Hiraeth (Part 2)

Updated: Oct 2, 2018


#fiction


Read the first part of the story by clicking here.


Our first date night was eventful right from the beginning. I had everything planned out - an impressive suit, lemony cologne, cheesy lines....But I had clearly forgotten one thing - to make prior reservations at the restaurant. To rub salt into the wound, it had started raining cats and dogs just seconds after we were turned out of the packed eatery. With no other option, we returned to Shikha's place.


"I think the power's gone again", said Shikha, as she fumbled with the door lock.

"With our luck, I'm sure your refrigerator would be empty too", I retorted irritatedly, rolling up my sleeves.

"Who cares Vinu? We don't need anything else. This is our night!"

She threw her purse upon the sofa and switched on the battery operated radio.


Rimajhim gire saawan, sulag sulag jaaye mann Bhige aaj is mausam mein, lagi kaisi ye agan

Classic Kishore Kumar to the rescue. I melted. My annoyance vanished. I could hear her crooning at the top of her not-so-melodious voice. I chuckled and shook my head in disbelief of her infectious enthusiasm.


"Go get the candle. I'll make something for us to eat. Be there in two minutes." She winked at me and entered the kitchen, leaving me all alone groping in the dark.


Not before long, she returned with two bowls and placed them on either side of the candle I had lit on the tiny tea table. She squatted on the floor alongside me and exclaimed - "Ta-da! Chef's special piping hot, sumptuous Maggi is here."


I felt a warm glow inside of me. Was it because of her radiant smile or the incandescent wax? Who cares, right?


I sat transfixed, watching her slurp the noodle.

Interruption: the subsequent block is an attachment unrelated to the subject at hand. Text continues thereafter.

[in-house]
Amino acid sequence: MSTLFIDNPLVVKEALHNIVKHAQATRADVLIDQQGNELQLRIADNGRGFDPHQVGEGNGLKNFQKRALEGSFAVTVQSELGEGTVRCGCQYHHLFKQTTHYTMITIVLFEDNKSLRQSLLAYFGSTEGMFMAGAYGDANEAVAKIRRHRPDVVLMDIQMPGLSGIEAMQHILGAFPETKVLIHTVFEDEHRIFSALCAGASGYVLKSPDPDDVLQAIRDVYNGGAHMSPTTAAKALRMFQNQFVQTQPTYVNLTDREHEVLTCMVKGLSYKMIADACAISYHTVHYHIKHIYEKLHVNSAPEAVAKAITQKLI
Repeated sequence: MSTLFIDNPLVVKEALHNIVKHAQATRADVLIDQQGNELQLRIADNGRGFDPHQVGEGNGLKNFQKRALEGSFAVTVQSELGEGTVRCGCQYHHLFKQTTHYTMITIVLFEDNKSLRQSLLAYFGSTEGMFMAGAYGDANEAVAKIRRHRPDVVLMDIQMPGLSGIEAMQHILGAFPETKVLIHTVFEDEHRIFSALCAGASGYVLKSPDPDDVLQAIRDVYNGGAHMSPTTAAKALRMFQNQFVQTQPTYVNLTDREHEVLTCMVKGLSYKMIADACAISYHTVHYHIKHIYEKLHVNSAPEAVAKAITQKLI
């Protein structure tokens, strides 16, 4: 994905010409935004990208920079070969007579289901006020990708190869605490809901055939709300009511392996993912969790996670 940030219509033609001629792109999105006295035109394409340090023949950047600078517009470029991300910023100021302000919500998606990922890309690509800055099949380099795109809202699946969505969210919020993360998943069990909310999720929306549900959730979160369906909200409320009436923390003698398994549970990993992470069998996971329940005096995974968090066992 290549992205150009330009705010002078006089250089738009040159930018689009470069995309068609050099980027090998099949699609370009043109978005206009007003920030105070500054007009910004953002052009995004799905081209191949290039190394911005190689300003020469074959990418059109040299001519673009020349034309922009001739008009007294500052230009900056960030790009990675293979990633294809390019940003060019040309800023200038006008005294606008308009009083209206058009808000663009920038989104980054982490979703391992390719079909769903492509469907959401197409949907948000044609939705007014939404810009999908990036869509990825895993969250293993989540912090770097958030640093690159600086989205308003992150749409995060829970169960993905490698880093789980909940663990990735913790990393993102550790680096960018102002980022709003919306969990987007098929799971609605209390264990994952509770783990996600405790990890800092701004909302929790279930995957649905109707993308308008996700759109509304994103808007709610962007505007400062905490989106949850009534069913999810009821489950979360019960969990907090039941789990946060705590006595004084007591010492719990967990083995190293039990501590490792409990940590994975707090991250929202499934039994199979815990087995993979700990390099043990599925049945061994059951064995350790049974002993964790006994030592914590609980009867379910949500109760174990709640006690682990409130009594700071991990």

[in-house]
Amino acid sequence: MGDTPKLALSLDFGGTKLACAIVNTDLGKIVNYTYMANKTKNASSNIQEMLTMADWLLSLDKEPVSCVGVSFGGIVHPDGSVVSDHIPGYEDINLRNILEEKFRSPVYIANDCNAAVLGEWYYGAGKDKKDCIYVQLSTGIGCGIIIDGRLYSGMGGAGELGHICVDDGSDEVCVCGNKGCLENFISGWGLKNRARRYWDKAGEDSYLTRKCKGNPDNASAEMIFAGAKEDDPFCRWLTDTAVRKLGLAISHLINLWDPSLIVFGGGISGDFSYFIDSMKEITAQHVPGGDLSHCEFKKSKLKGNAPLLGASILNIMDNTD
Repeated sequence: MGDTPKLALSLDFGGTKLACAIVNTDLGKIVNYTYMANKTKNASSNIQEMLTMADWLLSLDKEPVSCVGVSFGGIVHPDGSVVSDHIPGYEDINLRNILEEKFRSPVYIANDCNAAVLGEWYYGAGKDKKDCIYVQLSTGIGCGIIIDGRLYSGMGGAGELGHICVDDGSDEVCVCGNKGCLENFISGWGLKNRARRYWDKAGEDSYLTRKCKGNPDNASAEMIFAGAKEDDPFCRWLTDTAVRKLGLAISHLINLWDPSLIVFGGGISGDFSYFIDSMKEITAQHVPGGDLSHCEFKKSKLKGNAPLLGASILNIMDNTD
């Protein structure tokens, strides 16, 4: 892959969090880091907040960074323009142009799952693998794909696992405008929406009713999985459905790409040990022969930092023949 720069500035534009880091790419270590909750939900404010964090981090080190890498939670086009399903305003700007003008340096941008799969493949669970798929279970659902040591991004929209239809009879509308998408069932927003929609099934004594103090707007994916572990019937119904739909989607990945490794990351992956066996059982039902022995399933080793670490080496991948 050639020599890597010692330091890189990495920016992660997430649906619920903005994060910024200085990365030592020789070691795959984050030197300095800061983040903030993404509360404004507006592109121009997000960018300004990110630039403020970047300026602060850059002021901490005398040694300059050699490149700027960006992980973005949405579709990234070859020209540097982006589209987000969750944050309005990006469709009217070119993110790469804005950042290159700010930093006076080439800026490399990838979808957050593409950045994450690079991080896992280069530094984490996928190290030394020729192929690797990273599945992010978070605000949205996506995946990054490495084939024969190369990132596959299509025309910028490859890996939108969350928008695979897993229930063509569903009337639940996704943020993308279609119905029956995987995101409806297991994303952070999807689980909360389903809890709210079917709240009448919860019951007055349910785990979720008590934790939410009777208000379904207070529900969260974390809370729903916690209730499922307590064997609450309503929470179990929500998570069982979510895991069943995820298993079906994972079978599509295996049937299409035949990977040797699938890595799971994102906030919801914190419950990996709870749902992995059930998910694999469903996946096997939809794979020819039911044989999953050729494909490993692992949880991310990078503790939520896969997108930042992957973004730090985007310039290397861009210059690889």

"What?", she questioned. "Oho, what?" She looked up at me with her nose crinkled cutely.


"Its your eyes", I said. "Small, beautiful eyes which light up when you talk."

"Stupid", blushed my date, as she returned to her candle light dinner.


It was well past ten when the rain finally showed signs of subsiding.

"Would you like to dance on the roof?" It was less of a question and more of an assertion by her.


I protested meekly, citing how my Italian shoes would get spoilt in the rain. But of course, she would buy none of my excuses. She dragged me by the arm to the rooftop.


"Every night in my dreams...", she crooned with a silly grin upon her face.


"Be careful. Its slippery", I interrupted. She paid no heed and climbed onto the roof's ledge, arms outstretched.


"Won't you be my Jack?" she pleaded with a puppy face.

"Haha! Why not, my Rose. Such a funny name. But I like it - Rose Mehta", I teased her as I stepped onto the ledge.


We struggled to fit onto the narrow, wet ledge. We quarrelled over who gets to stand in front in the titanic pose. Does Jack hold Rose or was it the other way round?


And then it happened in the blink of an eye. She slipped. I swivelled and pushed her back inside and in the process fell down the roof with a thud. I felt my spine shatter and blood splutter out.

Briefly, I saw the full moon parting through the sky. Briefly, I inhaled the jasmines blooming in the flower bed. And then my eyes went shut.


Nine lonely, long years it has been since I died. I saw the mother sobbingly recount the fateful day to her daughter. "Knowing how it ends, I wish I had never gone through with the date", she wept inconsolably.


I smiled. "Knowing how it ends, I wish to relive it a thousand times over", came my inaudible reply.


With shoes in my cold hands, I waded across the puddles in the garden, humming a familiar tune.


Jab ghungru’on si, bajti hain boondein Armaan humaare palken na moondein


Only one desire haunted my heart. I look forward to seeing Rose again, some day. Especially when it rains.

'Hiraeth' is a Welsh word which has no equivalent in English. A poor translation might define it merely as 'homesickness'. It is the yearning and longing for an era, place or a person that you cannot return to as it no longer exists, or maybe never did.

The most beautiful meaning I found calls it as 'a longing to be where your spirit lives.'


Rimajhim gire saawan, sulag sulag jaaye mann

Bhige aaj is mausam mein, lagi kaisi ye agan

The splattering rainfall enkindles my mind,

In this wet weather, what has set me ablaze?


Jab ghungru’on si, bajti hain boondein

Armaan humaare palken na moondein

When the falling raindrops tinkle like anklets,

My desires fail to keep their eyes shut....

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